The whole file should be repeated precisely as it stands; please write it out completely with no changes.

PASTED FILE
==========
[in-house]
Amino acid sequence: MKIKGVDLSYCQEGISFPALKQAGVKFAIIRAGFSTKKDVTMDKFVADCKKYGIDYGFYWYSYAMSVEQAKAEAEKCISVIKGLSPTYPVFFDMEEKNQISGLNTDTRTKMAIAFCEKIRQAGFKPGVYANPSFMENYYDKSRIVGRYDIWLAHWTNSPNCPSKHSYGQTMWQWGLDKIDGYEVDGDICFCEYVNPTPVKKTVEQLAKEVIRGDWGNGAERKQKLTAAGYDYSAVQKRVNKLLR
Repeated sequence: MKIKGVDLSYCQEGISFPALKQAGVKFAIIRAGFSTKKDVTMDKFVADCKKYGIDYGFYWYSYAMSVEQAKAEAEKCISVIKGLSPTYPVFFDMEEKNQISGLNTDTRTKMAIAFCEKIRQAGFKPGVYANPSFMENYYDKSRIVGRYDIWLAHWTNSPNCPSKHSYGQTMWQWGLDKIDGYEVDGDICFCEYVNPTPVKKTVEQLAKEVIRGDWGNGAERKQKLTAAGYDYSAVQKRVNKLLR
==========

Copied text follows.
[in-house]
Amino acid sequence: MKIKGVDLSYCQEGISFPALKQAGVKFAIIRAGFSTKKDVTMDKFVADCKKYGIDYGFYWYSYAMSVEQAKAEAEKCISVIKGLSPTYPVFFDMEEKNQISGLNTDTRTKMAIAFCEKIRQAGFKPGVYANPSFMENYYDKSRIVGRYDIWLAHWTNSPNCPSKHSYGQTMWQWGLDKIDGYEVDGDICFCEYVNPTPVKKTVEQLAKEVIRGDWGNGAERKQKLTAAGYDYSAVQKRVNKLLR
Repeated sequence: MKIKGVDLSYCQEGISFPALKQAGVKFAIIRAGFSTKKDVTMDKFVADCKKYGIDYGFYWYSYAMSVEQAKAEAEKCISVIKGLSPTYPVFFDMEEKNQISGLNTDTRTKMAIAFCEKIRQAGFKPGVYANPSFMENYYDKSRIVGRYDIWLAHWTNSPNCPSKHSYGQTMWQWGLDKIDGYEVDGDICFCEYVNPTPVKKTVEQLAKEVIRGDWGNGAERKQKLTAAGYDYSAVQKRVNKLLR